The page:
I reviewed some recently watched documentaries last week here, and now it's on to my other favorite thing to do, reading...
At our last book swap I was pretty stoked to grab a few books I have heard a lot of hype about, but never had a chance to pick them up or order from the library.
The first was What Remains, and within a few days I finished it. It's a memoir, and was really hard to put down. I can't exactly put my finger on the reason why, but she's an author that writes beautifully well, if those are two adjectives I can put together. :) It was really a nice story to read, although sad, it definitely makes you reflect on enjoying what you have in the now, because truly in an instant it can change. I highly recommend this to pretty much anyone. I don't know who wouldn't enjoy it.
The second book I had seen my aunt reading I think on vacation somewhere, I was hoping it would be at the book swap and I grabbed it. The Happiness Project, it has been out for a few years and most people have either read it or know of it. The author ventured to change a year of her life, striving to be happier in a whole bunch of different areas specific to her.
I just finished and I have a lot to report. It's very clear right from the start that this is her project, and every person reading it would have different goals and areas to work on. Which I really liked. I am never good at taking someone else's goals and trying to make them my own.
The first quarter of the book was a bit tough for me to get through because...well...she kind of irritated me. I know that sounds critical right? Especially critical where there's a whole section on not being critical in the book! Lol! But there's just a few personality traits that irk me in life. She has one of them. At least she lays it out in the very beginning that she is aware of this flaw/weakness. She is a gold star kind of person, she does things in life to get the gold star, the compliment, the acknowledgement. If she organized the cabinet she wanted her husband to pat her on the back. If she stuffed the invitation envelopes herself while her husband watched TV she would be resentful. I avoid people like this in my real life who need external rewards, so I had a little trouble spending my spare time reading about someone like this. But I stuck with it and am glad I did.
There were some really helpful areas in the book. And since she was working on her "don't do things for external rewards" flaw, I was able to power through. I gleaned a lot from the the parts regarding purging and simplification. The idea that having more choices is actually more limiting. I definitely subscribe to this philosophy.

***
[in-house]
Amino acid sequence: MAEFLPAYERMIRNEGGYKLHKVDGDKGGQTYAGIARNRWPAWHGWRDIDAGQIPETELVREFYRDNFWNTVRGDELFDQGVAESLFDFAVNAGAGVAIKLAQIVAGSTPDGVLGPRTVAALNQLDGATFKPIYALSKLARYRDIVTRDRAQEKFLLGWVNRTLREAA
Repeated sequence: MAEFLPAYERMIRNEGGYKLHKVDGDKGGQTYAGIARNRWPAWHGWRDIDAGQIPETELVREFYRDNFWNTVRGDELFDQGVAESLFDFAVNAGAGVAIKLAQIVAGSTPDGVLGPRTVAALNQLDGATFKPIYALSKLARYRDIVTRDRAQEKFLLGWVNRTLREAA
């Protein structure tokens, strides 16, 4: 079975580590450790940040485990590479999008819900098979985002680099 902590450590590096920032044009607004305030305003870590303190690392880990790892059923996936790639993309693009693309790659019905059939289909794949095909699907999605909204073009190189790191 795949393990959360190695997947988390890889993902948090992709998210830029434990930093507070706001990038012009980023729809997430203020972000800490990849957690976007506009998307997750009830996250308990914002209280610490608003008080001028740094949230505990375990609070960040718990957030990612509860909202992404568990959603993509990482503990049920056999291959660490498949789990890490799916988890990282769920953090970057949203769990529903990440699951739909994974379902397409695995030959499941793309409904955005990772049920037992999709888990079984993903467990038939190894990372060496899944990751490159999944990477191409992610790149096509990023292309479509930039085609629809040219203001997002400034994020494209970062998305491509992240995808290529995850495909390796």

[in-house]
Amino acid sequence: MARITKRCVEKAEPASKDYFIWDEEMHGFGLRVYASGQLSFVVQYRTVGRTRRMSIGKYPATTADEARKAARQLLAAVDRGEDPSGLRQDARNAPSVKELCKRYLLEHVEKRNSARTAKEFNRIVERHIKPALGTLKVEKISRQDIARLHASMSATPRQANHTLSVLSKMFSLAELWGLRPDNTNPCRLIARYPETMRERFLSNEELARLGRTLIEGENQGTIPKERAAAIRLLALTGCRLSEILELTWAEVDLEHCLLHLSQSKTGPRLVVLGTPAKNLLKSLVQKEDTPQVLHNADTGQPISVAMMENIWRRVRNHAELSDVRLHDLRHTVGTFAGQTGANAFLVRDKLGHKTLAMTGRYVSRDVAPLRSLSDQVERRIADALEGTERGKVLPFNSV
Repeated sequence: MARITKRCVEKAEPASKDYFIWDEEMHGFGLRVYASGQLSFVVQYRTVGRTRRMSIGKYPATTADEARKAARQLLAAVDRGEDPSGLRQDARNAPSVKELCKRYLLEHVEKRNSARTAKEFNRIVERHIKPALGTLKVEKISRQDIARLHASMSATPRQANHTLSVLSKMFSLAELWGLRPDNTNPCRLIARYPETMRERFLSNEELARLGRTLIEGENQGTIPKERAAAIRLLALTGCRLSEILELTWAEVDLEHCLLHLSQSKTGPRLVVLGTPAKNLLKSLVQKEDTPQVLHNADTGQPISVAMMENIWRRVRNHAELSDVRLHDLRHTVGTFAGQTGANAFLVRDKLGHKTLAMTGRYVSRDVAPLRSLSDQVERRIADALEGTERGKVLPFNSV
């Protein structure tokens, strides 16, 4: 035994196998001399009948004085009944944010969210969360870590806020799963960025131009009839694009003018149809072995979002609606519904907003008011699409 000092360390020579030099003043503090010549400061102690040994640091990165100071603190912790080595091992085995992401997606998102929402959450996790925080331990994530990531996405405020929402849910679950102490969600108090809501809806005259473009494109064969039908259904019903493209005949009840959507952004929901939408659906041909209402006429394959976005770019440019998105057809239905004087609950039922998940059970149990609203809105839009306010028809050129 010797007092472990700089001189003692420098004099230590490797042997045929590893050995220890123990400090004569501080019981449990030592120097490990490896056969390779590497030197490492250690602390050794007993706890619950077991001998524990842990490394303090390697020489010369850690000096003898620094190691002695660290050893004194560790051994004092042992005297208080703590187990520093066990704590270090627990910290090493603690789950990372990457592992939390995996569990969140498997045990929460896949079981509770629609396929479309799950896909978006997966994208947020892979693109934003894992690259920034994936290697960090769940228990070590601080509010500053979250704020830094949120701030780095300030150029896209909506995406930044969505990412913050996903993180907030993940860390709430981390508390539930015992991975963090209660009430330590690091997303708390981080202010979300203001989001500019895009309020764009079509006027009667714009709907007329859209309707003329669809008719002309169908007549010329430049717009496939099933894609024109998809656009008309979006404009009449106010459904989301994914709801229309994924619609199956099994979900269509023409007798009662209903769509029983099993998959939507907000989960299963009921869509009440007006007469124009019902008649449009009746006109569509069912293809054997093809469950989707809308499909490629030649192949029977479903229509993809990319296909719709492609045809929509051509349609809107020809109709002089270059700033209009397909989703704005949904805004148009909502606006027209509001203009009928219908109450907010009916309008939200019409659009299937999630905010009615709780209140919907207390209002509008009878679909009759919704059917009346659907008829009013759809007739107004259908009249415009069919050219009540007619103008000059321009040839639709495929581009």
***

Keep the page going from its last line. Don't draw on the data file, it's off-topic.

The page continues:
I spent a lot of our "at home winter breaking" purging and cleaning out. Linen closets. Clothing closets. Toy boxes. Game shelves. Kitchen storage cabinets. I really liked the suggestion to create a box for each child with mementos from school and childhood. I've always wanted a "go to" area to grab stuff if ever we were in a fire or emergency and needed to evacuate. Now I have three boxes, one for each child and in it I keep their baby book, birth announcements, school photos, any little mementos that are important like Greta's ballet recital program, Gunnar's first screenplay, etc. It feels good to have a place I know to go to first if disaster strikes.
Another part of the book that I really enjoyed had to do with friendships. Taking the time to make sure people important to you know that they are important to you. Being generous with your time. And even with material things, going out of your way to make them feel loved. I like that. Being thoughtful with people you love. Spending energy in relationships. There was no greater joy last year than seeing Aaron's face when he opened up his 12 dates anniversary gift. The energy I put into making a date for each month and planning it out and gathering all the supplies for that date, he had no doubt that he's important to me. The thought that I would spend that much time thinking about what he likes to do, and where he likes to eat, or particular hobbies heenjoys. It was a way to demonstrate to him that I appreciate him, and I appreciate our marriage. So this part of the book probably was my favorite because I think it's something I can improve on when it comes to my friendships with other people. Once you have kids it's so easy to just surround yourself with other families, befriend people just because your kids are the same age. But putting effort into friendships that you choose to have. Not necessarily because they are easy or convenient. It's so easy to get a babysitter and just head out the two of us, but to get a babysitter and spend it with another couple or a group of friends, that's a goal I can make for myself.
Something that I took to heart from the book is the phrase "it is easy to be heavy, hard to be light". I never gave it much thought, but being negative or complaining is so easy to do. It's so easy to be dissatisfied. But making an effort to be content, be positive, be happy, that's not easy.
I don't know if it was as life changing as a lot of bloggers raved it was. But it was a good read, and always nice to reflect on something as personal as happiness.
Are you reading anything good? Plese let me know, I'm always on the hunt for good reads. I have a few left from the swap that are sitting on my nightstand that are calling my name.